In the 9th Circuit case of Garvin vs. Cook, 922 F.3d 1031 (9th Cir. 2019)  the BAP affirmed the bankruptcy court’s order confirming a chapter 11 plan, over the objection of the United States Trustee, who objected because one of the chapter 11 debtors leased property to a tenant who grew marijuana.   The objection was that the chapter 11 debtor planned to use income from that lease to fund the plan.  The United States Trustee argued the lease violated federal drug law – namely, the Controlled Substances Act – therefore the plan was unconfirmable under Section 1129(a)(3) because it was proposed by means forbidden by law.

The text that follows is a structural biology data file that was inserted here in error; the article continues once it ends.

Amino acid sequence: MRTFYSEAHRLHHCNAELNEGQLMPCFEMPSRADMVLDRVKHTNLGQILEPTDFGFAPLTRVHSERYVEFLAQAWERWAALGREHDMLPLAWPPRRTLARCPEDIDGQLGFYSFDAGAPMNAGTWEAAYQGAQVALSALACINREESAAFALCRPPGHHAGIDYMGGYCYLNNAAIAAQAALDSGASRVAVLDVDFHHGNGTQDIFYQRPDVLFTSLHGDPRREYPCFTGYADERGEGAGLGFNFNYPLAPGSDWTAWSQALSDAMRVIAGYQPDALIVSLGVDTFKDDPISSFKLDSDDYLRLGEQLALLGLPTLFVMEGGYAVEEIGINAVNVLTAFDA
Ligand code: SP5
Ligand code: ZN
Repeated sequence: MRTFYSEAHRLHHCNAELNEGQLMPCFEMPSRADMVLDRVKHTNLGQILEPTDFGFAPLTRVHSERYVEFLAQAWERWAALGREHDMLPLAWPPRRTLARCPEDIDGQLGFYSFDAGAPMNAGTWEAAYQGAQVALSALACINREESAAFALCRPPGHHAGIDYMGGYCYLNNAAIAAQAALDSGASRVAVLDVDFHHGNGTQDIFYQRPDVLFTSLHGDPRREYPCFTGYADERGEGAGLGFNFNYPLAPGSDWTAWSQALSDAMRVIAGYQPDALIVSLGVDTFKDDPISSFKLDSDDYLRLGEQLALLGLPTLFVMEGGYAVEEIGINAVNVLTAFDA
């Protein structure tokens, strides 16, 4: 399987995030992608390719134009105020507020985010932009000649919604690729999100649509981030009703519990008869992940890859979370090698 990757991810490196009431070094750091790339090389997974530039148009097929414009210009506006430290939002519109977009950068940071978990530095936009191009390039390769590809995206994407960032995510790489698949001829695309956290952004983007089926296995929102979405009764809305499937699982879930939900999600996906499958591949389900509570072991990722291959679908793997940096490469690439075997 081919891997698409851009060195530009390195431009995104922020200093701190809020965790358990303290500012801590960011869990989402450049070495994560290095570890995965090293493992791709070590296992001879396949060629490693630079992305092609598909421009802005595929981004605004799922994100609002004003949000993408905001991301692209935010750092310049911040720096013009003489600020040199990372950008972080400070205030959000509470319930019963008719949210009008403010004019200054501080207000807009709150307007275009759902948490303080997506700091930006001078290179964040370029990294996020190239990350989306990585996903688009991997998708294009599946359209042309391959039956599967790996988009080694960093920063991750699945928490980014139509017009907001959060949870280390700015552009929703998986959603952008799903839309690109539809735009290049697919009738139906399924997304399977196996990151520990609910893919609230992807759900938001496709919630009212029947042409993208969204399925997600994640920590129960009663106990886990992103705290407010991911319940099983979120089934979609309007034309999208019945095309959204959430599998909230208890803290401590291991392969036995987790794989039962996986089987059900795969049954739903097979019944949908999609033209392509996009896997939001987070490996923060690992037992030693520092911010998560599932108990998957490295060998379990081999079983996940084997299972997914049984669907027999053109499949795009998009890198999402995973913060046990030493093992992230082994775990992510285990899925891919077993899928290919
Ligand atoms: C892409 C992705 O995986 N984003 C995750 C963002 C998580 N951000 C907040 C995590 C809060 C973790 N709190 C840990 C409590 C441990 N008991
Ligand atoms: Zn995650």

The Nineth Circuit overruled the objection and confirmed the chapter 11 plan.  It concluded that Section 1129(a)(3) directs bankruptcy courts to police the means of a reorganization plan’s proposal, not its substantive provisions.  The panel specifically found that the payment plan was not proposed was not forbidden by law, despite the alleged violations of federal law by the third party tenant.  In other words, it found the Trustee did not show that the plan “will result in bankruptcy proceedings being used to facilitate legal violations.”